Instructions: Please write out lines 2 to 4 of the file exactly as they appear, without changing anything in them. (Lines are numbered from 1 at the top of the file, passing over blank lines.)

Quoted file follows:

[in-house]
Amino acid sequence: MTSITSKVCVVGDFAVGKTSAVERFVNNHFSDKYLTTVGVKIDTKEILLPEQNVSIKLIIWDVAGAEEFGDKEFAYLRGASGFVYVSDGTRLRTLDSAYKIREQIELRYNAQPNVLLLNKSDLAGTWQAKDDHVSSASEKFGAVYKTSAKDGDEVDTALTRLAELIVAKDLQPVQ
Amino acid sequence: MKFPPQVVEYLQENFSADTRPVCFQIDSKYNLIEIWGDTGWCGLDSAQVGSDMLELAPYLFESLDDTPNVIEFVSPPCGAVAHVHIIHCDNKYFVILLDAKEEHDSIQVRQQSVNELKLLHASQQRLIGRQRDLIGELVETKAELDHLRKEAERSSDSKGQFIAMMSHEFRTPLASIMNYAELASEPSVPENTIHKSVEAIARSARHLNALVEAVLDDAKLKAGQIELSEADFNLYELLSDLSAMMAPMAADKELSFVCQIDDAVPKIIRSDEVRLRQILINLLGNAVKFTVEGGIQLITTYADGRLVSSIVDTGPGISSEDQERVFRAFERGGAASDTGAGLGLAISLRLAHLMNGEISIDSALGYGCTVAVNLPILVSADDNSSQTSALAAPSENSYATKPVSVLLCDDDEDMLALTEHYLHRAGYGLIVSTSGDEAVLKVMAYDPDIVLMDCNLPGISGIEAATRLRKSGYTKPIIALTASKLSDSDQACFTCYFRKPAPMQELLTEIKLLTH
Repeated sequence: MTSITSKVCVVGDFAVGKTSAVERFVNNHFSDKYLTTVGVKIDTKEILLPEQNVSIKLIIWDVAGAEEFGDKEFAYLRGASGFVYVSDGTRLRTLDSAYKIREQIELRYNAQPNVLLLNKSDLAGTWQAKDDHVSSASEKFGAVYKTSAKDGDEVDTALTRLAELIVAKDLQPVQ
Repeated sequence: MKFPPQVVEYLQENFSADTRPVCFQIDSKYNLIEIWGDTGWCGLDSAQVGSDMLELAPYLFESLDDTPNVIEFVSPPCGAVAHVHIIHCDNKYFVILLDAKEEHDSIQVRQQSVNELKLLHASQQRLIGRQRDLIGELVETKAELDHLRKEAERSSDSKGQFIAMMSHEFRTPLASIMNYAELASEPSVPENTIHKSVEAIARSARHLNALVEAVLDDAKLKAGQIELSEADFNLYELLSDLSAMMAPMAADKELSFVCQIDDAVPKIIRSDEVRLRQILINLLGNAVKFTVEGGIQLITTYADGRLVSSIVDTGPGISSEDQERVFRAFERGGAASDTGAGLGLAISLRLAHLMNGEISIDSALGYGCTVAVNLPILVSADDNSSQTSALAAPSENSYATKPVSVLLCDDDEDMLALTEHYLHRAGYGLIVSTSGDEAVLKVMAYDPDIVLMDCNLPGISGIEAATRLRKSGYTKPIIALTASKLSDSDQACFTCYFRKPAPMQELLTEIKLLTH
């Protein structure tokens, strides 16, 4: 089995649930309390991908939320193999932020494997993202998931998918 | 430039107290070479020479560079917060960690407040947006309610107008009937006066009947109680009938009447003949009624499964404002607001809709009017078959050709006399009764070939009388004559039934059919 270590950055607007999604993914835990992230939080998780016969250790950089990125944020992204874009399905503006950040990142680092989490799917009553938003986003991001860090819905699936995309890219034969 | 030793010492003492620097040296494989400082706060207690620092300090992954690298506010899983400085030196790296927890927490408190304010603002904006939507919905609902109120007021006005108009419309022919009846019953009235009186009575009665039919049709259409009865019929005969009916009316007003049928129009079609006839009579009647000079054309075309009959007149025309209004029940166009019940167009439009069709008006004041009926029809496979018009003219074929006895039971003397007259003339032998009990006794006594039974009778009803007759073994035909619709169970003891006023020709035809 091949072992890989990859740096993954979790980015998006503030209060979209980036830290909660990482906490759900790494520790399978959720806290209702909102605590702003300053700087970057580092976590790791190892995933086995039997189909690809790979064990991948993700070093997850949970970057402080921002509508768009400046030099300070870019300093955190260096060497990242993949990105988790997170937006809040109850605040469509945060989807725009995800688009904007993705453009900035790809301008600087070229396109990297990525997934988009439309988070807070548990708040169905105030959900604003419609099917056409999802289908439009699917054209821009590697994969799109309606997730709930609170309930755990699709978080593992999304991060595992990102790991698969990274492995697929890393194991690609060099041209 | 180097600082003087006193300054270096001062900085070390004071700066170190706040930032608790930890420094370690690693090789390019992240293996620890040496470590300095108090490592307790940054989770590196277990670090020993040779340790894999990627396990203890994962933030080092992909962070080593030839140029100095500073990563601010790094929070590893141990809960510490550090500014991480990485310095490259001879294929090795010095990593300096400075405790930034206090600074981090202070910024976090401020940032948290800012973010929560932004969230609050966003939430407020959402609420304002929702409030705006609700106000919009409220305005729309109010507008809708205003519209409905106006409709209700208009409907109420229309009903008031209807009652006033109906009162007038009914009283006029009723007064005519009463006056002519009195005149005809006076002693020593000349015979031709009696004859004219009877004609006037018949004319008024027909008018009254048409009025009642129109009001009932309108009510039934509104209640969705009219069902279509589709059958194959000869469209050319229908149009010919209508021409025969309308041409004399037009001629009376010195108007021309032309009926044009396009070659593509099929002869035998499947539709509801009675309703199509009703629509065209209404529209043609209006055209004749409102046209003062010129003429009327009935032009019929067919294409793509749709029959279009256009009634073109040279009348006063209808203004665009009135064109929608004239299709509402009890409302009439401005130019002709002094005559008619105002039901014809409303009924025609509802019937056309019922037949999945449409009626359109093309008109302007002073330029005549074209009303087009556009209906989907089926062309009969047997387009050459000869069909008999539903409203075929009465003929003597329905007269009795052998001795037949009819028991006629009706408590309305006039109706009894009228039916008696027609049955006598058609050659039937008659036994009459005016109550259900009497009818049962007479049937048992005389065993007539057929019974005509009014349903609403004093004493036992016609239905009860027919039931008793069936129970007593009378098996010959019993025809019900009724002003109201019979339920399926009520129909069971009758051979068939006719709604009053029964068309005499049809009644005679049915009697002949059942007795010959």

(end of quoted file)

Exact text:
Amino acid sequence: MTSITSKVCVVGDFAVGKTSAVERFVNNHFSDKYLTTVGVKIDTKEILLPEQNVSIKLIIWDVAGAEEFGDKEFAYLRGASGFVYVSDGTRLRTLDSAYKIREQIELRYNAQPNVLLLNKSDLAGTWQAKDDHVSSASEKFGAVYKTSAKDGDEVDTALTRLAELIVAKDLQPVQ
Amino acid sequence: MKFPPQVVEYLQENFSADTRPVCFQIDSKYNLIEIWGDTGWCGLDSAQVGSDMLELAPYLFESLDDTPNVIEFVSPPCGAVAHVHIIHCDNKYFVILLDAKEEHDSIQVRQQSVNELKLLHASQQRLIGRQRDLIGELVETKAELDHLRKEAERSSDSKGQFIAMMSHEFRTPLASIMNYAELASEPSVPENTIHKSVEAIARSARHLNALVEAVLDDAKLKAGQIELSEADFNLYELLSDLSAMMAPMAADKELSFVCQIDDAVPKIIRSDEVRLRQILINLLGNAVKFTVEGGIQLITTYADGRLVSSIVDTGPGISSEDQERVFRAFERGGAASDTGAGLGLAISLRLAHLMNGEISIDSALGYGCTVAVNLPILVSADDNSSQTSALAAPSENSYATKPVSVLLCDDDEDMLALTEHYLHRAGYGLIVSTSGDEAVLKVMAYDPDIVLMDCNLPGISGIEAATRLRKSGYTKPIIALTASKLSDSDQACFTCYFRKPAPMQELLTEIKLLTH
Repeated sequence: MTSITSKVCVVGDFAVGKTSAVERFVNNHFSDKYLTTVGVKIDTKEILLPEQNVSIKLIIWDVAGAEEFGDKEFAYLRGASGFVYVSDGTRLRTLDSAYKIREQIELRYNAQPNVLLLNKSDLAGTWQAKDDHVSSASEKFGAVYKTSAKDGDEVDTALTRLAELIVAKDLQPVQ